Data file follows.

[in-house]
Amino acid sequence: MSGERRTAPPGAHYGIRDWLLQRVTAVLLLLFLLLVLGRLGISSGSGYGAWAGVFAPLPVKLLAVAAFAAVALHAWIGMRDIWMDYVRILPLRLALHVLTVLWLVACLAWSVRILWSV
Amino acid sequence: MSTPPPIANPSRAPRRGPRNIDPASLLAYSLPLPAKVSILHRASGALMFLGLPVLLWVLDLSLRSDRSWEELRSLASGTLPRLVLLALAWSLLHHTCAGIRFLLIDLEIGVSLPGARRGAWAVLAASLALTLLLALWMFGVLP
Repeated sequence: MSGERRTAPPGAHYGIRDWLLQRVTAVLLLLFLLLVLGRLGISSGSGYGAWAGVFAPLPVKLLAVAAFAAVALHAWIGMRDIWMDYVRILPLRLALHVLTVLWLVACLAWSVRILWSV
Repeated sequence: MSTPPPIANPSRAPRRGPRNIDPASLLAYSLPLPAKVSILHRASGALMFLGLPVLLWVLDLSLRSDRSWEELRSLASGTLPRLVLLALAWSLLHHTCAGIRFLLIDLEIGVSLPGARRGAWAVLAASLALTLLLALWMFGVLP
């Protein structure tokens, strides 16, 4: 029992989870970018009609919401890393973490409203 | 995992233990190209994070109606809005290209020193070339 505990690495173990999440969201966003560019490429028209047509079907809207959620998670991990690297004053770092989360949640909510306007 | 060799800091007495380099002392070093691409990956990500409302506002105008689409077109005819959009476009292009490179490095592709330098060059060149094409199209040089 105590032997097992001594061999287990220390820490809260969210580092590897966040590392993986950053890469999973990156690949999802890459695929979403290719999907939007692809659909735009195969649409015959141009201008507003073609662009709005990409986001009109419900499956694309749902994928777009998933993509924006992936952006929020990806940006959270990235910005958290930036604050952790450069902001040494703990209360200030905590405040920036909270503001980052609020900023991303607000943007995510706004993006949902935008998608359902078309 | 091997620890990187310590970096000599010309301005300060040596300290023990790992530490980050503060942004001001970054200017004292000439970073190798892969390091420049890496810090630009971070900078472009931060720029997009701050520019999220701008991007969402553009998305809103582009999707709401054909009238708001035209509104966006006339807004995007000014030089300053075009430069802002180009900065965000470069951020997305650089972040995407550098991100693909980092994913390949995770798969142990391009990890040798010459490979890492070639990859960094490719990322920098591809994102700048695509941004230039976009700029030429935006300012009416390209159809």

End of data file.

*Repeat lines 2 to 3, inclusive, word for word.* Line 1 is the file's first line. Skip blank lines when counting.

Amino acid sequence: MSGERRTAPPGAHYGIRDWLLQRVTAVLLLLFLLLVLGRLGISSGSGYGAWAGVFAPLPVKLLAVAAFAAVALHAWIGMRDIWMDYVRILPLRLALHVLTVLWLVACLAWSVRILWSV
Amino acid sequence: MSTPPPIANPSRAPRRGPRNIDPASLLAYSLPLPAKVSILHRASGALMFLGLPVLLWVLDLSLRSDRSWEELRSLASGTLPRLVLLALAWSLLHHTCAGIRFLLIDLEIGVSLPGARRGAWAVLAASLALTLLLALWMFGVLP